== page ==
Democracy Now! was there when five Japanese-American elders, survivors of U.S. internment camps, engaged in civil disobedience Saturday outside the Fort Sill Army post in Oklahoma, where the Trump administration plans to indefinitely detain 1,400 immigrant and refugee children starting next month. Fort Sill was an internment camp for 700 Japanese-American men in 1942. It was one of more than 70 sites where the U.S. government incarcerated about 120,000 Japanese Americans during World War II, including one of 14 U.S. Army bases. President Obama first used Fort Sill in 2014 to detain migrant children seeking asylum from violence in Central America. Descendants of internment camp survivors were also present at the peaceful protest. We feature a video report from Fort Sill and speak with Mike Ishii, co-chair of Tsuru for Solidarity. Ishii was at Fort Sill Army Base Saturday and helped organize the act.
AMY GOODMAN: This is Democracy Now! I’m Amy Goodman, as we turn to a dramatic scene that unfolded Saturday when five Japanese-American elders, survivors of the U.S. internment camps, engaged in civil disobedience outside the Fort Sill Army post in Oklahoma, where the Trump administration plans to indefinitely detain 1,400 immigrant and refugee children starting next month. Fort Sill was an internment camp for 700 Japanese-American men in 1942. It was one of more than 70 sites where the U.S. government incarcerated about 120,000 Japanese and Japanese Americans during World War II, including one of 14 U.S. Army bases.
President Obama first used Fort Sill in 2014 to detain migrant children seeking asylum from violence in Central America. Last December, Jakelin Caal, a 7-year-old Guatemalan girl, became one of six children to die in Border Patrol custody in less than a year, after she was held in a Customs and Border Patrol facility near the site of another former U.S. internment camp, in Lordsburg, New Mexico.
Well, Democracy Now! was there in Fort Sill, Oklahoma, on Saturday when the Japanese-American elders, incarcerated in these camps, risked arrest to protest, along with descendants of survivors.
SATSUKI INA: My name is Satsuki Ina. I am a former child incarceree during World War II. This is a photograph of me when I was imprisoned. Seventy-five years ago, 120,000 of us were removed from our homes and forcefully incarcerated in prison camps across the country. We are here today to protest the repetition of history.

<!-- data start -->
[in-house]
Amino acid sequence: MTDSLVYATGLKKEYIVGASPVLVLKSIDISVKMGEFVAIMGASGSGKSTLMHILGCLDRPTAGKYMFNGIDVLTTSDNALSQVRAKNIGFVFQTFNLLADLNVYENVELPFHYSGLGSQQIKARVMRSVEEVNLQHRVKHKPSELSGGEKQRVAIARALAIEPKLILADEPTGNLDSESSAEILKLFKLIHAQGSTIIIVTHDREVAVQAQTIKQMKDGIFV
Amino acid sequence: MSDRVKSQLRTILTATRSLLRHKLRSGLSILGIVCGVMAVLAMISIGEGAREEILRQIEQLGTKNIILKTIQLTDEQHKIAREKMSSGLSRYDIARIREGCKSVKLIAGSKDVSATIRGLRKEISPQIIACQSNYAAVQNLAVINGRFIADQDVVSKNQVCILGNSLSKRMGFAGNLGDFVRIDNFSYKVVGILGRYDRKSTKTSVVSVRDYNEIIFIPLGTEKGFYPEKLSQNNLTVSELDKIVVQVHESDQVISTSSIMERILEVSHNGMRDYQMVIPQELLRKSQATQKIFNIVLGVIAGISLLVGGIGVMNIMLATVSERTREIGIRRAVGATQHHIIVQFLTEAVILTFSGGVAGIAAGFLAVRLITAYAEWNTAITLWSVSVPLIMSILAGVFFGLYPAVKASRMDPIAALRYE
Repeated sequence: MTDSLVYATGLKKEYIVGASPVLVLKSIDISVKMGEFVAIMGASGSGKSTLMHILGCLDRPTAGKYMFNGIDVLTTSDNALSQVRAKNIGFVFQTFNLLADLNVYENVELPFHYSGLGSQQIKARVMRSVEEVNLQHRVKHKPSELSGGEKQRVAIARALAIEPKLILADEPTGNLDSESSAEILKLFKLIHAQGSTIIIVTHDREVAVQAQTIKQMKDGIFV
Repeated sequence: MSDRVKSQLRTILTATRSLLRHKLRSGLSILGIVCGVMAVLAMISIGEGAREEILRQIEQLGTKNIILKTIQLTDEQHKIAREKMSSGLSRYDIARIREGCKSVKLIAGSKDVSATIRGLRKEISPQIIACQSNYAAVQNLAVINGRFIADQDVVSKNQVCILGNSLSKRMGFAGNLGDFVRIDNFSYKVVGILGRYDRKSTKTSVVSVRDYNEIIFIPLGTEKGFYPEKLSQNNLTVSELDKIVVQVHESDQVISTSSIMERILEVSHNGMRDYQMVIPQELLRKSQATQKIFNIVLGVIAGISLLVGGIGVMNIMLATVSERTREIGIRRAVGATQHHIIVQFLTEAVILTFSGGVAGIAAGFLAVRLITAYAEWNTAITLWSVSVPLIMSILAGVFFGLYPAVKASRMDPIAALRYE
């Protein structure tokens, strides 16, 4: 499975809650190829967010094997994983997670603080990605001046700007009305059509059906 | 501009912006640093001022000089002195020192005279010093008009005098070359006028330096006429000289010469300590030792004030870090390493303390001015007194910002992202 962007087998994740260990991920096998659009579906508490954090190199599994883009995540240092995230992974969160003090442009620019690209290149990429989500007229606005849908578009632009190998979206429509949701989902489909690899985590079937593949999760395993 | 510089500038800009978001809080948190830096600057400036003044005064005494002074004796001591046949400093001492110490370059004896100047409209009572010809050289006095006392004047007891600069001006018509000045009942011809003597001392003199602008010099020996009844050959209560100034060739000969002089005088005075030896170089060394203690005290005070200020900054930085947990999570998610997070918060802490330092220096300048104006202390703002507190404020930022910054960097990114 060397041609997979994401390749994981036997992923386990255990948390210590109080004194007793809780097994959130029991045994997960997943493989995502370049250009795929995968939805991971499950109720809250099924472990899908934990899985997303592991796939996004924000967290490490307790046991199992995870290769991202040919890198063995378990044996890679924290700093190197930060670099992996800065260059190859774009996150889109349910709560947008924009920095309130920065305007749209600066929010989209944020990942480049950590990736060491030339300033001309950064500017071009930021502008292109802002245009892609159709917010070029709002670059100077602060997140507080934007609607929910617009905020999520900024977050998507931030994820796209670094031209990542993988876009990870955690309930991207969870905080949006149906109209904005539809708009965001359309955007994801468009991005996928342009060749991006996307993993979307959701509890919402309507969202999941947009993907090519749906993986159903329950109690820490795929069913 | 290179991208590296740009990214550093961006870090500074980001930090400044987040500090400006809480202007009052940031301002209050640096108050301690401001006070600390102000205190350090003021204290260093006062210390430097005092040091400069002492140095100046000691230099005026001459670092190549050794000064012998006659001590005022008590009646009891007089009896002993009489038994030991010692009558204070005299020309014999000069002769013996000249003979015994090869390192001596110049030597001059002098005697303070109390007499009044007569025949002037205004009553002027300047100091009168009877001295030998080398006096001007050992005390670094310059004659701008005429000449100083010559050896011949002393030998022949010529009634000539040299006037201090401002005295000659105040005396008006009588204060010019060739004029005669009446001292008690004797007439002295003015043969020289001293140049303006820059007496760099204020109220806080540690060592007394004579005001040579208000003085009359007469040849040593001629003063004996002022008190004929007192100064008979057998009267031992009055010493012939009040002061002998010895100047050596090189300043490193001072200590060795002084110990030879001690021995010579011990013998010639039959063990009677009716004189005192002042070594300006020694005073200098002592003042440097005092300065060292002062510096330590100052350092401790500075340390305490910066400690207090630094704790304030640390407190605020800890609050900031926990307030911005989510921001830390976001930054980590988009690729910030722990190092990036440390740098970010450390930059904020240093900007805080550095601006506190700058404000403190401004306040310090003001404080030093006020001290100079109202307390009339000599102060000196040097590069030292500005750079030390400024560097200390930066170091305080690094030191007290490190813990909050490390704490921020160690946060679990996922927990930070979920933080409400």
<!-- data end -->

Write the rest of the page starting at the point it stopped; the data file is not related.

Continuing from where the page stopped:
We were in American concentration camps. We were held under indefinite detention. We were without due process of law. We were charged without any evidence of being a threat to national security, that we were in an unassimilable race, that we would be a threat to the economy.
We hear these exact words today regarding innocent people seeking asylum in this country. And unlike 1942, when America turned their back on us while we were disappearing from our homes, our schools, our farms and our jobs, we are here today to speak out, to protest the unjust incarceration of innocent people seeking refuge in this country. We stand with them, and we are saying, “Stop repeating history.”
KIYOSHI INA: My name is Kiyoshi Ina. I’m from Concord, California. And I spent the first four-and-a-half years in a concentration camp. I was born in Topaz, Utah. And I’m here to protest against the incarceration of the immigrant children here at Fort Sill.
NIKKI NOJIMA LOUIS: I’m Nikki Nojima Louis. And on December 7th, 1941, in Seattle, Washington, I was celebrating my fourth birthday when the FBI interrupted my birthday party and removed my father to Lordsburg, New Mexico, the DOJ camp, and subsequently Santa Fe, New Mexico. My mother and I were incarcerated at the Puyallup fairgrounds, called Camp Harmony, and later in Minidoka, Idaho.